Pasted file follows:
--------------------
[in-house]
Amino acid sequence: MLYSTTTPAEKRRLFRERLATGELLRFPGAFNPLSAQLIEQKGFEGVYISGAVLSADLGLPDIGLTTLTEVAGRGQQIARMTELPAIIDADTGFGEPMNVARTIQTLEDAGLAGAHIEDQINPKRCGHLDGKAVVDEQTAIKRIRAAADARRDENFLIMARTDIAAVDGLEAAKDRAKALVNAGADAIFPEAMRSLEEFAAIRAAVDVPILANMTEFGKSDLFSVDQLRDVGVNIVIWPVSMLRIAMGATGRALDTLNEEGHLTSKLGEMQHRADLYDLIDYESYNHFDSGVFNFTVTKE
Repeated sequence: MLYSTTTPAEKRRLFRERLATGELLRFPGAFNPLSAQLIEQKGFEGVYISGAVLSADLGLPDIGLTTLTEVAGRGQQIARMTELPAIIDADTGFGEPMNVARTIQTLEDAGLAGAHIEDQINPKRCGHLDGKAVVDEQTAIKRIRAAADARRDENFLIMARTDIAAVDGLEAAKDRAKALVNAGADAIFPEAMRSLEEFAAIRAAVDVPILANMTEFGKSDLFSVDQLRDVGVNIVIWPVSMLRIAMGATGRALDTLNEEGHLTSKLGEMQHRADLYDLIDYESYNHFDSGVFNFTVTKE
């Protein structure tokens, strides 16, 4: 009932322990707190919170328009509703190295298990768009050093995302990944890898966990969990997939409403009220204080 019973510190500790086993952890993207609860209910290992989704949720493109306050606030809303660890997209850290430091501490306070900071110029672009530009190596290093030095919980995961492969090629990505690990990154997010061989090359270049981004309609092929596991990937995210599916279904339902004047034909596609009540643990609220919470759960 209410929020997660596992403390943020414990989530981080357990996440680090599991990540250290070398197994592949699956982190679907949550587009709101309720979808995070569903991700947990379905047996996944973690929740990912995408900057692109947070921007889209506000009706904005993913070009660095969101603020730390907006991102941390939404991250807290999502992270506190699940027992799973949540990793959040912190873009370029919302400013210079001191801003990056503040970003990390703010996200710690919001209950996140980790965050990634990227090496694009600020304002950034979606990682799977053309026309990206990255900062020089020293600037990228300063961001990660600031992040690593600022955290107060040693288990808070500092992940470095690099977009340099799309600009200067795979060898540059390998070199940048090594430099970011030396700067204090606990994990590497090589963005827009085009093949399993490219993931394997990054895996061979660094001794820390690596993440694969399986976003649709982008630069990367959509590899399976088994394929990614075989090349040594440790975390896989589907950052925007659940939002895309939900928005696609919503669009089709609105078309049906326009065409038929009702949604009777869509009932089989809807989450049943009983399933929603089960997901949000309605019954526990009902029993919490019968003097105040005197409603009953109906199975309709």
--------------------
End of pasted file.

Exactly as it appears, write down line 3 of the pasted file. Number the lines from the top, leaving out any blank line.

Repeated sequence: MLYSTTTPAEKRRLFRERLATGELLRFPGAFNPLSAQLIEQKGFEGVYISGAVLSADLGLPDIGLTTLTEVAGRGQQIARMTELPAIIDADTGFGEPMNVARTIQTLEDAGLAGAHIEDQINPKRCGHLDGKAVVDEQTAIKRIRAAADARRDENFLIMARTDIAAVDGLEAAKDRAKALVNAGADAIFPEAMRSLEEFAAIRAAVDVPILANMTEFGKSDLFSVDQLRDVGVNIVIWPVSMLRIAMGATGRALDTLNEEGHLTSKLGEMQHRADLYDLIDYESYNHFDSGVFNFTVTKE